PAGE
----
This handy all-in-one badminton kit allows you to play badminton in any place that has flat, open ground. Decathlon's Easy Net allows users to set up their own court.
Everything you need for the game - including badminton poles, net and rackets - is kept inside a container that looks a bit like a radio: with two round "speaker" areas to accommodate the racket's stringed heads.
The container, which weighs about 1kg with just the poles and net, also acts as a stand. Insert the poles into the stand and fit the badminton net over them and presto, you are ready to play. The width of the net is 3m, while the width of a standard net is about 5.5m.
Some containers also come with court markers to allow users to mark out the court.
Sales manager Francis Chua, 40, bought the set to play with his two children aged seven and 10 when he saw it at the Decathlon store this year.
Previously, they had played badminton without a net at the open grass patch at their condominium.
With the kit, they can set up a more "proper" court.
Says Mr Chua: "We enjoy the game more. We played badminton practically every weekend in the first few months after I bought the set.
"We play less often now as the novelty has worn off a bit."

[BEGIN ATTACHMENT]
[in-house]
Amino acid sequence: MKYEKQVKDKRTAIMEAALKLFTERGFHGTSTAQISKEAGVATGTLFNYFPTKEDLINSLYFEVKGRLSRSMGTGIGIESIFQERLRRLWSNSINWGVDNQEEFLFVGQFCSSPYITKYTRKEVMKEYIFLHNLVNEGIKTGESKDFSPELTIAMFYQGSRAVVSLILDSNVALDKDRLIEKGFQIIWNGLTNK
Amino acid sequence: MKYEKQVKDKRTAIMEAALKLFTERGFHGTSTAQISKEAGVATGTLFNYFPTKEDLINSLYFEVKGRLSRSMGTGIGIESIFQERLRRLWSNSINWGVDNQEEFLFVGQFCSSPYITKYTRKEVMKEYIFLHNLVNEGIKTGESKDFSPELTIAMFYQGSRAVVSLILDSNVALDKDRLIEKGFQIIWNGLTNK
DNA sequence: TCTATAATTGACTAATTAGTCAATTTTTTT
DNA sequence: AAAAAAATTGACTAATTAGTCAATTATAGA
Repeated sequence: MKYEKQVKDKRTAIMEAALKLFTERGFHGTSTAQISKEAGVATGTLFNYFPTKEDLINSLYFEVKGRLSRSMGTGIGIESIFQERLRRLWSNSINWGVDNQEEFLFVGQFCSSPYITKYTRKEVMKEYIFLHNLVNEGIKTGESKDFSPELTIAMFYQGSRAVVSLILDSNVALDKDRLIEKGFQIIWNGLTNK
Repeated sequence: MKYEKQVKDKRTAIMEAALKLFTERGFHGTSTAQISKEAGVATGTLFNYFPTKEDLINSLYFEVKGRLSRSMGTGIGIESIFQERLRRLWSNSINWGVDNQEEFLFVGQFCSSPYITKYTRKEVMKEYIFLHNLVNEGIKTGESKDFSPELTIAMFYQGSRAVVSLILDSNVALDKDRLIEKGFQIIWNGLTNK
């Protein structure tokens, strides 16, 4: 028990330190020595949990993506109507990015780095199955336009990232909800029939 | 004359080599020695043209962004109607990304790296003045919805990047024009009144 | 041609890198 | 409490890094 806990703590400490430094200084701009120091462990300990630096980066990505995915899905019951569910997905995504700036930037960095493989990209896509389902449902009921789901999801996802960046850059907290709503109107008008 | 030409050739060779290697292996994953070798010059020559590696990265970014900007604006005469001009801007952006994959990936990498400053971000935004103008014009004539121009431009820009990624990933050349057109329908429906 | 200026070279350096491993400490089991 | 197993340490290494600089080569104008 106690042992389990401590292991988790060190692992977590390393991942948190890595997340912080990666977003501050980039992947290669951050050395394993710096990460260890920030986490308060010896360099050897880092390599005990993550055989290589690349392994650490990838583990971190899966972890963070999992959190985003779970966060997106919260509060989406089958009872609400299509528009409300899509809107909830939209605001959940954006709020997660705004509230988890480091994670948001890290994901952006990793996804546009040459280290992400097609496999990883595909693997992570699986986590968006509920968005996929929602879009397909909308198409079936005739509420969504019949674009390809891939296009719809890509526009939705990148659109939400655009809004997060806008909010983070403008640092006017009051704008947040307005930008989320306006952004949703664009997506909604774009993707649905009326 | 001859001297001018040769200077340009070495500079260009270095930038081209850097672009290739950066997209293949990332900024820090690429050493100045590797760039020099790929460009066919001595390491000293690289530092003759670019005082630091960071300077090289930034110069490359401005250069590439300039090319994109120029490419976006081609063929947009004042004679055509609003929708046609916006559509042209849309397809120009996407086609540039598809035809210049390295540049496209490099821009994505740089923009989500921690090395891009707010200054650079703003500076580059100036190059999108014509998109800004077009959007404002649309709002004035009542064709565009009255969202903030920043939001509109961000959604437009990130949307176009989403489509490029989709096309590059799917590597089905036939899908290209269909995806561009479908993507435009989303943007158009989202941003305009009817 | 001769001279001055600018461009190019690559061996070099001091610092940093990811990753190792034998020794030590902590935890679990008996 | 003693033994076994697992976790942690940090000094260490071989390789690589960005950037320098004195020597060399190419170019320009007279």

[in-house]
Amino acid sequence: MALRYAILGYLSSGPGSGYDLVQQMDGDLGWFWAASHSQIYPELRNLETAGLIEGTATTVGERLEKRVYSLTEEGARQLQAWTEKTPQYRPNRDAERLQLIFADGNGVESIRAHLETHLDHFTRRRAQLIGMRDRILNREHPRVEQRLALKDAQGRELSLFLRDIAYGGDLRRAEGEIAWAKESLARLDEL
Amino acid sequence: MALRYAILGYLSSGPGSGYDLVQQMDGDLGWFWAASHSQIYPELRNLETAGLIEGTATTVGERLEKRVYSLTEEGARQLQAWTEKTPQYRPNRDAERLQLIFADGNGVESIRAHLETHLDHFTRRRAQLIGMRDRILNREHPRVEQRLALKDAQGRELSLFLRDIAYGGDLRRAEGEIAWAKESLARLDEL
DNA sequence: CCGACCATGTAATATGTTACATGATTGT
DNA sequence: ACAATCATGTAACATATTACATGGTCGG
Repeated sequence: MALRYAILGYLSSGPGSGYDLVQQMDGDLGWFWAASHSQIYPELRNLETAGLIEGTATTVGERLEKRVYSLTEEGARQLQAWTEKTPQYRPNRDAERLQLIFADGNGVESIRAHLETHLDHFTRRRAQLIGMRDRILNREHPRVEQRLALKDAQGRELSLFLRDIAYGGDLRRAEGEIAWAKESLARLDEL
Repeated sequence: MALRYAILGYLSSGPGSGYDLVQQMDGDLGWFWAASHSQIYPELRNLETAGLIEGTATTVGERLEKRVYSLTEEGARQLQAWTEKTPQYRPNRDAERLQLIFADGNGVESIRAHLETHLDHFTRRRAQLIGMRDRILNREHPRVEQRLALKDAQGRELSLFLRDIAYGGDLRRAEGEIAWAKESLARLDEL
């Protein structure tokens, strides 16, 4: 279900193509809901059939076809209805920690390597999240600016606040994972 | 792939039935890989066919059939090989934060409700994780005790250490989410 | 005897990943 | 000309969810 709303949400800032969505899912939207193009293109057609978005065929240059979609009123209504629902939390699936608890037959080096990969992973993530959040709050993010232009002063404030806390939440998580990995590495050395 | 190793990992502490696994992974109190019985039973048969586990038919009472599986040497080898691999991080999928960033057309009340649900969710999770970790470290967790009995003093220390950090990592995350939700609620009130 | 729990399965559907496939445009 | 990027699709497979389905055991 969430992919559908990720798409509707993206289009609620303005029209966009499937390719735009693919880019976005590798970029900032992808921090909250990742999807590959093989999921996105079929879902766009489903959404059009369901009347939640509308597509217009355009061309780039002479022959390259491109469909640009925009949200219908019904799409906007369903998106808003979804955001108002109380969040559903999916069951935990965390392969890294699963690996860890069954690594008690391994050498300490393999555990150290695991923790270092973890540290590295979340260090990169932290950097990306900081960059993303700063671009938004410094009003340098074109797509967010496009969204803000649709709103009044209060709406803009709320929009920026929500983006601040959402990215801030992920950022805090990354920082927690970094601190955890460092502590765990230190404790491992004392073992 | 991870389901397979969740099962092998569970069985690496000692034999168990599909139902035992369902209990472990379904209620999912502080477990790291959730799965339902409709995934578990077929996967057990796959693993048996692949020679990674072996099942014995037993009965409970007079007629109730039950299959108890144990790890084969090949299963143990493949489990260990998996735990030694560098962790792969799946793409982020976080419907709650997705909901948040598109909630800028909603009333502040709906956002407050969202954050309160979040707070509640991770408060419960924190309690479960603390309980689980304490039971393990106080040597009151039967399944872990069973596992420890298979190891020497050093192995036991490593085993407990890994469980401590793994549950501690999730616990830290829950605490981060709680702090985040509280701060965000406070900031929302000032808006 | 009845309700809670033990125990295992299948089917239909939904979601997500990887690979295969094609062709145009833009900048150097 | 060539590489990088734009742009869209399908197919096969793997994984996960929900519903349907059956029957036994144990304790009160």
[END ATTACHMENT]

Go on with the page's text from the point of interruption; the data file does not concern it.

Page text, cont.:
Price: $54.90 (net, two rackets and shuttlecocks) and $64.90 (net, four rackets, shuttlecocks and a court marker) Where to buy: Decathlon, 750A Chai Chee Technopark, 01-01; City Square Mall, 180 Kitchener Road, 02-03
Feathercraft Aironaut inflatable kayak
These inflatable kayaks can be packed down to size of a backpack and fit into the boot of a car.
The lightest around, the Feathercraft Aironaut from Canada is made of polyurethane.
The material is "lighter and more durable than other commonly used materials such as rubber and PVC", says Mr Sim Cher Huey (above), 41, founder of Kayakasia, which specialises in kayak-related products and kayak tours in Singapore and the region.
You need deep pockets for this blow-up kayak, though. The Feathercraft Aironaut costs $4,000 and weighs 9kg.
A standard hardshell kayak, which can be bought at a few hundred dollars, weighs 20kg or more.